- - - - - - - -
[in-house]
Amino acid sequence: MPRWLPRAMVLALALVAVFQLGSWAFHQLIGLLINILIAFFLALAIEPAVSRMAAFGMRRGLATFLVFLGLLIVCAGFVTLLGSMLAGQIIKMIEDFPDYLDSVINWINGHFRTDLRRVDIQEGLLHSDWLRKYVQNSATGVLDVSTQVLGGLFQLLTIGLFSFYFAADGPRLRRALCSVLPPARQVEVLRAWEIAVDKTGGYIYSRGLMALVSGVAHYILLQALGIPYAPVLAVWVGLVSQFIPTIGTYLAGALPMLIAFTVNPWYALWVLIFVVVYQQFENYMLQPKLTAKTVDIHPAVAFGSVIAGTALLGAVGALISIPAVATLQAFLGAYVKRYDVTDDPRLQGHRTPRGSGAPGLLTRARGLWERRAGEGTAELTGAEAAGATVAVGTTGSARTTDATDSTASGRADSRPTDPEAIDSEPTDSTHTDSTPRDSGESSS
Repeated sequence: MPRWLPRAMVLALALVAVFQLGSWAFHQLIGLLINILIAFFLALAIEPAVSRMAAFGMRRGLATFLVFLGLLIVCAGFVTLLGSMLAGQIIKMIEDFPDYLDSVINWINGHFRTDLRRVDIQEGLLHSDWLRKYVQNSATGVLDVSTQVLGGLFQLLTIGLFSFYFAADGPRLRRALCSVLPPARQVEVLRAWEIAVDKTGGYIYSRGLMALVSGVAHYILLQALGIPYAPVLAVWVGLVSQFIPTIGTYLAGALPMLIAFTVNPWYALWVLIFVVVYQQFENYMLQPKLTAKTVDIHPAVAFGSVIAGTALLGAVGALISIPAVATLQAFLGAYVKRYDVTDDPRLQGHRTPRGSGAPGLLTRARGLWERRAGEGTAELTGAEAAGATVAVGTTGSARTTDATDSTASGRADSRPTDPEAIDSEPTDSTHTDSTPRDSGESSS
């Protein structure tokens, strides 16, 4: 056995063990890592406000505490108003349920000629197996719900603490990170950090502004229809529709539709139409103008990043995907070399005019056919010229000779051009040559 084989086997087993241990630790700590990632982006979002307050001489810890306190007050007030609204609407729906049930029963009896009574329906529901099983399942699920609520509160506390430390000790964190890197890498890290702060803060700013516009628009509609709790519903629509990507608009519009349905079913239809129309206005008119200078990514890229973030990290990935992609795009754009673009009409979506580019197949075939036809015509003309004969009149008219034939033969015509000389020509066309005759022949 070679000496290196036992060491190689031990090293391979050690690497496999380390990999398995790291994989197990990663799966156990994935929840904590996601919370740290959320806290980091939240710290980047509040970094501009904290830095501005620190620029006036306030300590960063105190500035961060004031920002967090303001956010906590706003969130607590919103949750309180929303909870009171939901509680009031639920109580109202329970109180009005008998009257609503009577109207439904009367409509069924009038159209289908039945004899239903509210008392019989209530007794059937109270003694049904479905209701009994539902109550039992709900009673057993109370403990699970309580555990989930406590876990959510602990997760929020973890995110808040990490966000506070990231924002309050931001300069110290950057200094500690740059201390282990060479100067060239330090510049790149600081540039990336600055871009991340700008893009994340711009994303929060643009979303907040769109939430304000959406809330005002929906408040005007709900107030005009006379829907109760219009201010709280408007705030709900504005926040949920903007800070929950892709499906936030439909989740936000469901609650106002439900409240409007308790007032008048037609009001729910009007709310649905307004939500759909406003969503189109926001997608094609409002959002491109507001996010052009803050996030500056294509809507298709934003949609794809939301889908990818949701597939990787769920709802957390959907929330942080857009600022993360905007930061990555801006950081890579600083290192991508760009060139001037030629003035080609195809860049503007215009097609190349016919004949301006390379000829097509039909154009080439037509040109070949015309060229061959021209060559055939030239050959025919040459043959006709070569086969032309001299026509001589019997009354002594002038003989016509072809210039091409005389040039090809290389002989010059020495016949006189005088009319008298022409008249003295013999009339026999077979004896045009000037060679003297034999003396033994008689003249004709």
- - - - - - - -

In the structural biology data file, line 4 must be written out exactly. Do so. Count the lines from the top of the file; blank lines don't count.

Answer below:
């Protein structure tokens, strides 16, 4: 056995063990890592406000505490108003349920000629197996719900603490990170950090502004229809529709539709139409103008990043995907070399005019056919010229000779051009040559 084989086997087993241990630790700590990632982006979002307050001489810890306190007050007030609204609407729906049930029963009896009574329906529901099983399942699920609520509160506390430390000790964190890197890498890290702060803060700013516009628009509609709790519903629509990507608009519009349905079913239809129309206005008119200078990514890229973030990290990935992609795009754009673009009409979506580019197949075939036809015509003309004969009149008219034939033969015509000389020509066309005759022949 070679000496290196036992060491190689031990090293391979050690690497496999380390990999398995790291994989197990990663799966156990994935929840904590996601919370740290959320806290980091939240710290980047509040970094501009904290830095501005620190620029006036306030300590960063105190500035961060004031920002967090303001956010906590706003969130607590919103949750309180929303909870009171939901509680009031639920109580109202329970109180009005008998009257609503009577109207439904009367409509069924009038159209289908039945004899239903509210008392019989209530007794059937109270003694049904479905209701009994539902109550039992709900009673057993109370403990699970309580555990989930406590876990959510602990997760929020973890995110808040990490966000506070990231924002309050931001300069110290950057200094500690740059201390282990060479100067060239330090510049790149600081540039990336600055871009991340700008893009994340711009994303929060643009979303907040769109939430304000959406809330005002929906408040005007709900107030005009006379829907109760219009201010709280408007705030709900504005926040949920903007800070929950892709499906936030439909989740936000469901609650106002439900409240409007308790007032008048037609009001729910009007709310649905307004939500759909406003969503189109926001997608094609409002959002491109507001996010052009803050996030500056294509809507298709934003949609794809939301889908990818949701597939990787769920709802957390959907929330942080857009600022993360905007930061990555801006950081890579600083290192991508760009060139001037030629003035080609195809860049503007215009097609190349016919004949301006390379000829097509039909154009080439037509040109070949015309060229061959021209060559055939030239050959025919040459043959006709070569086969032309001299026509001589019997009354002594002038003989016509072809210039091409005389040039090809290389002989010059020495016949006189005088009319008298022409008249003295013999009339026999077979004896045009000037060679003297034999003396033994008689003249004709």